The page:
The author's own fire escape garden.
By Mike Lieberman, Networx
You had the best of intentions to start your first vegetable garden for the summer, but you got sidetracked with remodeling projects and never got around to it. Now you are ready to get it started. I hate to be the bearer of bad news ... but it's too late to start your summer garden. Ideally everything should have been planted weeks ago.
Did you plant your summer garden and already kill most of your plants? Do you live in a dry climate like Phoenix and you never got around to having a Phoenix plumbing expert install an irrigation system in your garden, and your plants dried out? Now you feel like a failure and are no good at this? All is not lost. I promise you. The great thing about gardening is that there is always next season.
If you fall into either one of these categories, I have two options for you.
Let's go over the first: Being that you are absolutely determined to have your summer vegetable garden this year, it's still kind of possible and all is not lost. Your selections are just a bit limited and you won't be able to start from seeds. Not too bad.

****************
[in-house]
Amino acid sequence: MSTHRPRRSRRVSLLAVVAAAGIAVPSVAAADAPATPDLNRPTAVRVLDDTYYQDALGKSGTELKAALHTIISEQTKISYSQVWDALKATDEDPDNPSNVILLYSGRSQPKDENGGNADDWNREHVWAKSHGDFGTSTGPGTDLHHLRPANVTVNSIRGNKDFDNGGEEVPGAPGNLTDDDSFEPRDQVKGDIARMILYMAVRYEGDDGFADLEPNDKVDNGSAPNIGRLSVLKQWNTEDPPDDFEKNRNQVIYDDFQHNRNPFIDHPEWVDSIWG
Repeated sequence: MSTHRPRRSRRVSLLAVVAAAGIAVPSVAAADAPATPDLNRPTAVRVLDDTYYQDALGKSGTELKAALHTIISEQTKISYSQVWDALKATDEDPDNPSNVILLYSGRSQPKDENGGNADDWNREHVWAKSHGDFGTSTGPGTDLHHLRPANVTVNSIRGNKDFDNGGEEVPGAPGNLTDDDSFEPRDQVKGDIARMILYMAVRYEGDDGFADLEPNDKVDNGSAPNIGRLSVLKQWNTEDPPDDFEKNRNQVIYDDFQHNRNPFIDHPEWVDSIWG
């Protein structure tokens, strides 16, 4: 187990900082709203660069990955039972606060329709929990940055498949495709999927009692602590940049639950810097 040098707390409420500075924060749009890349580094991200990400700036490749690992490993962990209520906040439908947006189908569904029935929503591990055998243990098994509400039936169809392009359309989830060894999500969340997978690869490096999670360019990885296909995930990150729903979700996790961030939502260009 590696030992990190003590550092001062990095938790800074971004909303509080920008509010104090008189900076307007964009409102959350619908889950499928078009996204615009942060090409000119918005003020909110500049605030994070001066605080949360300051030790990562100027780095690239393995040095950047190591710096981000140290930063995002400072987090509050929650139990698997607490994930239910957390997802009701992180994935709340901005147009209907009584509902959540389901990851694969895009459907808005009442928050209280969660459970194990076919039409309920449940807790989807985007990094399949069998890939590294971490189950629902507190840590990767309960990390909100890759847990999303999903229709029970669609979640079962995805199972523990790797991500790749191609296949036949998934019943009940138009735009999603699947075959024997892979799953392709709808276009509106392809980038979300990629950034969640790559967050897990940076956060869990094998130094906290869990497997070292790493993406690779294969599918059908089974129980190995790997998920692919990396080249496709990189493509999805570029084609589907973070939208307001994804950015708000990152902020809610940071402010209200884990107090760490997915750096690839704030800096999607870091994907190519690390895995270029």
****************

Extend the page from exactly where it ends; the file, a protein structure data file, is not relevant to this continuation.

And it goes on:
Here are the crops that, no matter where you live, you can likely buy the transplants for at your local farmer's market or nursery: Tomatoes, eggplant, zucchini, cucumber. You can also talk to the grower and ask them what they think would be best as well.
If you are starting out, they are going to be are going to be a bit more difficult because they require more sun and attention.
Your other option is to starting planning for your fall garden. Yes, summer is just beginning, but now is the time to start planning for fall.
A plan is necessary now, so when July and August roll around, you are ready to go and get that fall garden planted. No excuses this time. When it's the middle of the fall, you will be rewarded for the work that you started today.
What You Can Plant Right Now
If you are committed to getting your fall garden started right now, I'd recommend that you use my Veggie Virgin Formula to figure out what you can plant in July and August.
It's a simple 4-step process for you to follow. You'll need to enter your zip code, which will determine your USDA hardiness zone. Then you'll download the chart for your zone to see what you can grow. The third step is to figure out the sunlight that your space gets and the final part narrows down your selection with the basic rule of what grows well in sun and shade.
The Veggie Virgin Formula makes knowing what to plant when simple.
Don't let your fall planting go by without getting anything planted like your summer planting did. Commit to taking action now and planning your fall garden.
If all of this feels too overwhelming and you have fear of killing your plants, check out my Fall Gardening 101 online training course . In it I will walk you through the step-by-step process of starting your fall garden.